Gradgrind looked out of window, and made no reply. Mr. Sleary emptied his glass and recalled the ladies.
'Thethilia my dear, kith me and good-bye! Mith Thquire, to thee you treating of her like a thithter, and a thithter that you trutht and honour with all your heart and more, ith a very pretty thight to me. I hope your brother may live to be better detherving of you, and a greater comfort to you. Thquire, thake handth, firtht and latht! Don't be croth with uth poor vagabondth. People mutht be amuthed. They can't be alwayth a learning, nor yet they can't be alwayth a working, they an't made for it. You mutht have uth, Thquire. Do the withe thing and the kind thing too, and make the betht of uth; not the wurtht!'
'And I never thought before,' said Mr. Sleary, putting his head in at the door again to say it, 'that I wath tho muth of a Cackler!'
CHAPTER IX - FINAL
IT is a dangerous thing to see anything in the sphere of a vain blusterer, before the vain blusterer sees it himself. Mr. Bounderby felt that Mrs. Sparsit had audaciously anticipated him, and presumed to be wiser than he. Inappeasably indignant with her for her triumphant discovery of Mrs. Pegler, he turned this presumption, on the part of a woman in her dependent position, over and over in his mind, until it accumulated with turning like a great snowball. At last he made the discovery that to discharge this highly connected female - to have it in his power to say, 'She was a woman of family, and wanted to stick to me, but I wouldn't have it, and got rid of her' - would be to get the utmost possible amount of crowning glory out of the connection, and at the same time to punish Mrs. Sparsit according to her deserts.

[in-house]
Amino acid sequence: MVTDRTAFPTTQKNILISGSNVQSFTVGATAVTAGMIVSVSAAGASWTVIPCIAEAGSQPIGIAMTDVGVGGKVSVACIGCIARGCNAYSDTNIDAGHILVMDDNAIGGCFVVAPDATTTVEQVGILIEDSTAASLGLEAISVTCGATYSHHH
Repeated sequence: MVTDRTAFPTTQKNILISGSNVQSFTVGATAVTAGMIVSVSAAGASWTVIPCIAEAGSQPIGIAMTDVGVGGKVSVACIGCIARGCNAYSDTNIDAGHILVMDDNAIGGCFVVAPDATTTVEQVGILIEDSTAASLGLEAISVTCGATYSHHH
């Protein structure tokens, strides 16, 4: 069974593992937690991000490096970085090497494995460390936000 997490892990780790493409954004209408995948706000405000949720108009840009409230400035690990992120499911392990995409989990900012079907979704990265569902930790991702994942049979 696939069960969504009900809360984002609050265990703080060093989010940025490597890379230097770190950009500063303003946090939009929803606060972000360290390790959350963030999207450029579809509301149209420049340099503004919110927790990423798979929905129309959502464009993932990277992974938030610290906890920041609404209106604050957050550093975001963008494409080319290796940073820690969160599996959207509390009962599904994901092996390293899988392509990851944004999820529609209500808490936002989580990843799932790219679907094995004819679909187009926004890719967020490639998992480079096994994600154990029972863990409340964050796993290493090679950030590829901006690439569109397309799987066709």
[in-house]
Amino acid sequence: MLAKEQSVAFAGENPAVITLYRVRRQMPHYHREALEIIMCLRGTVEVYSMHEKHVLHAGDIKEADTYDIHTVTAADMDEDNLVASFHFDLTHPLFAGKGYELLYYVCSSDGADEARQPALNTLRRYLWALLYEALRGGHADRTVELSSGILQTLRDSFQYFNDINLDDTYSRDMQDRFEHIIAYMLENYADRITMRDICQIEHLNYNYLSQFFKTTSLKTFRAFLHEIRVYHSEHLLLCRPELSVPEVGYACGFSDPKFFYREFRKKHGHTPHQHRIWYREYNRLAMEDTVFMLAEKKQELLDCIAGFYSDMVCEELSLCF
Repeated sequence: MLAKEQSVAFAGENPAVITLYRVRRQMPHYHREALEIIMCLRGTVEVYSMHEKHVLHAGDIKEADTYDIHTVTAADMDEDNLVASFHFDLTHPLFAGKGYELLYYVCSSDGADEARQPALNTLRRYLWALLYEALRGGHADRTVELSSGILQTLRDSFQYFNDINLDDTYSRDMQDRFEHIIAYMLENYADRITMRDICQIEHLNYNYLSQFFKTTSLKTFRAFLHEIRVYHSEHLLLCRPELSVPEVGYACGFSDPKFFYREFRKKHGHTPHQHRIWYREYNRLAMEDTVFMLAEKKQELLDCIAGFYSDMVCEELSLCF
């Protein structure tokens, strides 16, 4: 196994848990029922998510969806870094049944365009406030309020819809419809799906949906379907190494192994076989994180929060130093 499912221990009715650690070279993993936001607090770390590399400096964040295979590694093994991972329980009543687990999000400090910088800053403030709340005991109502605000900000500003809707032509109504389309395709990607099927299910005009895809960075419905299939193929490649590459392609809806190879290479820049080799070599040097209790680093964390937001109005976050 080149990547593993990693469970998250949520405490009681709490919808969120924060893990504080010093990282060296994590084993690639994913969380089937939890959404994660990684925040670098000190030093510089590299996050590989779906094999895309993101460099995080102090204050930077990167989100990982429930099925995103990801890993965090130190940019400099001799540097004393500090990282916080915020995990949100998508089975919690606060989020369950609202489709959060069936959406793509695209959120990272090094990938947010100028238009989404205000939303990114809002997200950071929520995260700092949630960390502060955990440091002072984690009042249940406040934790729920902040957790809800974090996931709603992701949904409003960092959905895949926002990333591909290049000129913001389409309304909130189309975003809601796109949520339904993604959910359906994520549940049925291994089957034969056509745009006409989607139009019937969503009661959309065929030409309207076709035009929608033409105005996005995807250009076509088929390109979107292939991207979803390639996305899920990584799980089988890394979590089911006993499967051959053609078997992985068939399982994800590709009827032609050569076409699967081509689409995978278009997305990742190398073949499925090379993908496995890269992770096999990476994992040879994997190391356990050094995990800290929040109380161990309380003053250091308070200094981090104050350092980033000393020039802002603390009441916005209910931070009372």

Filled fuller than ever, with this great idea, Mr. Bounderby came in to lunch, and sat himself down in the dining-room of former days, where his portrait was. Mrs. Sparsit sat by the fire, with her foot in her cotton stirrup, little thinking whither she was posting.
Since the Pegler affair, this gentlewoman had covered her pity for Mr. Bounderby with a veil of quiet melancholy and contrition. In virtue thereof, it had become her habit to assume a woful look, which woful look she now bestowed upon her patron.
'What's the matter now, ma'am?' said Mr. Bounderby, in a very short, rough way.
'Pray, sir,' returned Mrs. Sparsit, 'do not bite my nose off.'
'Bite your nose off, ma'am?' repeated Mr. Bounderby. 'Your nose!' meaning, as Mrs. Sparsit conceived, that it was too developed a nose for the purpose. After which offensive implication, he cut himself a crust of bread, and threw the knife down with a noise.
Mrs. Sparsit took her foot out of her stirrup, and said, 'Mr. Bounderby, sir!'
'Well, ma'am?' retorted Mr. Bounderby. 'What are you staring at?'
'May I ask, sir,' said Mrs. Sparsit, 'have you been ruffled this morning?'
'May I inquire, sir,' pursued the injured woman, 'whether I am the unfortunate cause of your having lost your temper?'
'Now, I'll tell you what, ma'am,' said Bounderby, 'I am not come here to be bullied. A female may be highly connected, but she can't be permitted to bother and badger a man in my position, and I am not going to put up with it.' (Mr. Bounderby felt it necessary to get on: foreseeing that if he allowed of details, he would be beaten.)